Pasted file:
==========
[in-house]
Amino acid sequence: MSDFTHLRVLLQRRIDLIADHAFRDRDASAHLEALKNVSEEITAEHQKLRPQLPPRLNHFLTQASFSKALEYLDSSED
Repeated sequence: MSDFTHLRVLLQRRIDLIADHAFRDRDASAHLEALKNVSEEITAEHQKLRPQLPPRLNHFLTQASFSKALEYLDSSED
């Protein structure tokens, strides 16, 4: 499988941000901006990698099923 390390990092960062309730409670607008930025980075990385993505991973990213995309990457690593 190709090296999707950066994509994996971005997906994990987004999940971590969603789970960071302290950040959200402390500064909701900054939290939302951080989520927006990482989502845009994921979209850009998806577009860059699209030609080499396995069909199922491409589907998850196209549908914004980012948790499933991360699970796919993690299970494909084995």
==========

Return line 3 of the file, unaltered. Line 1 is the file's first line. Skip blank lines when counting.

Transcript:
Repeated sequence: MSDFTHLRVLLQRRIDLIADHAFRDRDASAHLEALKNVSEEITAEHQKLRPQLPPRLNHFLTQASFSKALEYLDSSED